@crossingthethreshold @maique Knowing a bit about how caching works for my experimental feeds might shed some light on the phenomena and inform your decision if Feedbin is for you or not. Caches are shared among us, but to make it easier to reason about, let's pretend that you (or rather your Feedbin account) is the only person in the whole world fetching my experimental feeds… It goes like this:

  1. You make a request to the URL https://micro.blog.via.dahlstrand.net/posts/discover.
  2. If it's less than two minutes ago since the last request, you will get the cached version of the feed.
  3. If more than two minutes have elapsed since the last request, you will still get the cached version of the feed, but my service will also fetch the latest version in the background and update the cache. The next time you make a request, this newly fetched version will be returned.

So, the maximum age of the feed you get depends on how often you (or Feedbin rather) check the feed for updates. Say, for example, that Feedbin checks the feed every minute, then you will always get a version of the feed that is no older than two minutes. If the feed is checked every 5 minutes, you can get a version of the feed that is up to 10 minutes old. Check it every hour, and you can get a cached version from two hours ago in the worst case. And so on.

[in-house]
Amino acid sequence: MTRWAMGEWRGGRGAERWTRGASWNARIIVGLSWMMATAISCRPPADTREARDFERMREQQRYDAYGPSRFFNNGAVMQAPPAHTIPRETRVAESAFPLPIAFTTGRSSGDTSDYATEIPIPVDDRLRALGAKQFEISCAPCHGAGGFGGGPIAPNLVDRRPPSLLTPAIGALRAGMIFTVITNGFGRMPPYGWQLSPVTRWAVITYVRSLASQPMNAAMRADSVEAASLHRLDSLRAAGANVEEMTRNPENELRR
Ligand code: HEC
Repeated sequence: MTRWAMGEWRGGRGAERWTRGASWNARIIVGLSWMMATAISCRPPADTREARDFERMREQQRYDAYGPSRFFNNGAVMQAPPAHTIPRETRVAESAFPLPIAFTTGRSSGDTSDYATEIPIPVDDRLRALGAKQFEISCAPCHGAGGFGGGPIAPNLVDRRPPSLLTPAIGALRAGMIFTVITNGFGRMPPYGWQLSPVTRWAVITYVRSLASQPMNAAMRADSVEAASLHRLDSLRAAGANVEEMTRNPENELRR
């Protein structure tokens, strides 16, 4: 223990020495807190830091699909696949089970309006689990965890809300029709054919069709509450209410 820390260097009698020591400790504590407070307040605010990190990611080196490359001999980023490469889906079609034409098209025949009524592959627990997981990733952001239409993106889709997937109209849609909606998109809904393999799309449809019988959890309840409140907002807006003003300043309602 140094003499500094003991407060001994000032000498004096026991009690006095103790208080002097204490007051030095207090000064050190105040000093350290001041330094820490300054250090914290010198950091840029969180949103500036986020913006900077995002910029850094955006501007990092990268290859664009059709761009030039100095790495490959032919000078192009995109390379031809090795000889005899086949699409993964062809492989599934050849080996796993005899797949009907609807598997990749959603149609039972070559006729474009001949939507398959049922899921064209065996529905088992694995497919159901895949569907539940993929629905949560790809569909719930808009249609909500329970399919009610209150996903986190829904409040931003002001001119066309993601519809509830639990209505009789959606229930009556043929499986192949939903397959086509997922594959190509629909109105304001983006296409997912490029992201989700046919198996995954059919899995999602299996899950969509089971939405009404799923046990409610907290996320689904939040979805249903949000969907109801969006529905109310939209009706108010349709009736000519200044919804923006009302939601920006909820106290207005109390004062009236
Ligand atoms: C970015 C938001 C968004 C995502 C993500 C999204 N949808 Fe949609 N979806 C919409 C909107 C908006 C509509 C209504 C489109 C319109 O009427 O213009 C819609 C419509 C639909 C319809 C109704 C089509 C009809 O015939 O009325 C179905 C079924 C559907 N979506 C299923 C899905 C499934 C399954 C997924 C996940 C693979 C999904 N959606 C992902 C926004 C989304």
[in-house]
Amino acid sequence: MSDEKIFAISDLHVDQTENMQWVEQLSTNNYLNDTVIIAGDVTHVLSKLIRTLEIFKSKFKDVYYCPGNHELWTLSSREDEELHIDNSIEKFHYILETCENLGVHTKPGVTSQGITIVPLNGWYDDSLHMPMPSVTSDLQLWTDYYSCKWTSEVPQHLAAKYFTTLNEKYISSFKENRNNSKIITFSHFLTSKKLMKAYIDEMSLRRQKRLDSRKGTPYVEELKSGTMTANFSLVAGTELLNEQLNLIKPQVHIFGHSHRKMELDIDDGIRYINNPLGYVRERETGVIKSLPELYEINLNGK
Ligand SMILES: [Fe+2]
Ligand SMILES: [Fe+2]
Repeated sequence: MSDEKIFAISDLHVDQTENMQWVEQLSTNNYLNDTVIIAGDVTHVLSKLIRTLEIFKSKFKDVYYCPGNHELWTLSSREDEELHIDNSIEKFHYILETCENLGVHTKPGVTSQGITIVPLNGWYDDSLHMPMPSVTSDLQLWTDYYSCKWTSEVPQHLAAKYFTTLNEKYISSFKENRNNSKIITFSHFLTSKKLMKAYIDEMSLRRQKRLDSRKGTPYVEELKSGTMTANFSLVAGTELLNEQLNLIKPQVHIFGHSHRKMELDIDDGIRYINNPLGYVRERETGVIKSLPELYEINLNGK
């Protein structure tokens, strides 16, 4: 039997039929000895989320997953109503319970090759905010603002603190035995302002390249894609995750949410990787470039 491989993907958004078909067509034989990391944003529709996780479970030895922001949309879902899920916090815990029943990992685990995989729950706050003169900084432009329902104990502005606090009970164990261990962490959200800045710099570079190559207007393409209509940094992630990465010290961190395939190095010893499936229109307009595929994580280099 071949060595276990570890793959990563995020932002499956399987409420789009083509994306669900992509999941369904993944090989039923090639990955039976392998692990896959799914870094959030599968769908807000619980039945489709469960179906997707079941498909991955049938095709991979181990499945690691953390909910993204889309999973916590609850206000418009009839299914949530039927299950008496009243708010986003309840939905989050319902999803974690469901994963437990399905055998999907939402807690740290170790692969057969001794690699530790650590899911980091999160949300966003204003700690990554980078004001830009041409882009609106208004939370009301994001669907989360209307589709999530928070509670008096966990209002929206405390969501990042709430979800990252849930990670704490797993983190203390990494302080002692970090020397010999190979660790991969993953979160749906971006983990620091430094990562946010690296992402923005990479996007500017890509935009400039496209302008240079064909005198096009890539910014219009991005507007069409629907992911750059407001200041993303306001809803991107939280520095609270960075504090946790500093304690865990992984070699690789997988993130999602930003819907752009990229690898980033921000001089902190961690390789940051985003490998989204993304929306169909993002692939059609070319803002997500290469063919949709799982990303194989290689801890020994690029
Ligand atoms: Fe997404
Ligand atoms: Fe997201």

As I mentioned earlier, cached versions are shared among all of us. That means, the more people subscribed to a feed, the higher chance that you will get up-to-date content. (Someone else might have already triggered an update of the stale content for you.)

If the freshness of the feed is important to you, you should choose a feed reader service or app with the ability to set the fetch frequency or to manually trigger a refresh. That way, you can make sure to always have the latest possible version of the feed.